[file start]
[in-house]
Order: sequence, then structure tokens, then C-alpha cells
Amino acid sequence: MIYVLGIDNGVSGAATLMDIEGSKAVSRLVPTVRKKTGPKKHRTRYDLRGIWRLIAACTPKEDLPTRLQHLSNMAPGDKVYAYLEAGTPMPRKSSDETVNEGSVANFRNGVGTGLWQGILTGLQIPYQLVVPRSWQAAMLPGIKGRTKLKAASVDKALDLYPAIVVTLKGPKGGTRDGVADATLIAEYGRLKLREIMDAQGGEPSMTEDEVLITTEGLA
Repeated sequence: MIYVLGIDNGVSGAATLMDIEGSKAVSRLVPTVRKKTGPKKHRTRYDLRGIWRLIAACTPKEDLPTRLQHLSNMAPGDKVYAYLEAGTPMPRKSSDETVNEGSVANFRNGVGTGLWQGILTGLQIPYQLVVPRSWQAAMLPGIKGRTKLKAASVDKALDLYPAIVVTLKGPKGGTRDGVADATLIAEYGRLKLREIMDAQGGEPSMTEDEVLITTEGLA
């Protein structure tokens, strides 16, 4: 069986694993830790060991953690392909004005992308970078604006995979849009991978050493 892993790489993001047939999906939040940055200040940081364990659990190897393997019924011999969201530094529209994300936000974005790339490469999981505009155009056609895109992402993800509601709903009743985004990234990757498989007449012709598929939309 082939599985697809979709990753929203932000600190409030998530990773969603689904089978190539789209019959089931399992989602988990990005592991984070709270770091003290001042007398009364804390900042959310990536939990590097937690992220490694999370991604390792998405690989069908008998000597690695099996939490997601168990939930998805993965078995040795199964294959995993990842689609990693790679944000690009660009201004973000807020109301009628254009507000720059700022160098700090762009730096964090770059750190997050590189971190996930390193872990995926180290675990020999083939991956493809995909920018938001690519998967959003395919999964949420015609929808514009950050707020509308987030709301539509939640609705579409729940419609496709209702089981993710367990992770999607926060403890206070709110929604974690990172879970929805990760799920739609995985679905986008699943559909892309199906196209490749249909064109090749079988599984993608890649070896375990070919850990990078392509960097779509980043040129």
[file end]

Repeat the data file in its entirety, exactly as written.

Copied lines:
[in-house]
Order: sequence, then structure tokens, then C-alpha cells
Amino acid sequence: MIYVLGIDNGVSGAATLMDIEGSKAVSRLVPTVRKKTGPKKHRTRYDLRGIWRLIAACTPKEDLPTRLQHLSNMAPGDKVYAYLEAGTPMPRKSSDETVNEGSVANFRNGVGTGLWQGILTGLQIPYQLVVPRSWQAAMLPGIKGRTKLKAASVDKALDLYPAIVVTLKGPKGGTRDGVADATLIAEYGRLKLREIMDAQGGEPSMTEDEVLITTEGLA
Repeated sequence: MIYVLGIDNGVSGAATLMDIEGSKAVSRLVPTVRKKTGPKKHRTRYDLRGIWRLIAACTPKEDLPTRLQHLSNMAPGDKVYAYLEAGTPMPRKSSDETVNEGSVANFRNGVGTGLWQGILTGLQIPYQLVVPRSWQAAMLPGIKGRTKLKAASVDKALDLYPAIVVTLKGPKGGTRDGVADATLIAEYGRLKLREIMDAQGGEPSMTEDEVLITTEGLA
């Protein structure tokens, strides 16, 4: 069986694993830790060991953690392909004005992308970078604006995979849009991978050493 892993790489993001047939999906939040940055200040940081364990659990190897393997019924011999969201530094529209994300936000974005790339490469999981505009155009056609895109992402993800509601709903009743985004990234990757498989007449012709598929939309 082939599985697809979709990753929203932000600190409030998530990773969603689904089978190539789209019959089931399992989602988990990005592991984070709270770091003290001042007398009364804390900042959310990536939990590097937690992220490694999370991604390792998405690989069908008998000597690695099996939490997601168990939930998805993965078995040795199964294959995993990842689609990693790679944000690009660009201004973000807020109301009628254009507000720059700022160098700090762009730096964090770059750190997050590189971190996930390193872990995926180290675990020999083939991956493809995909920018938001690519998967959003395919999964949420015609929808514009950050707020509308987030709301539509939640609705579409729940419609496709209702089981993710367990992770999607926060403890206070709110929604974690990172879970929805990760799920739609995985679905986008699943559909892309199906196209490749249909064109090749079988599984993608890649070896375990070919850990990078392509960097779509980043040129």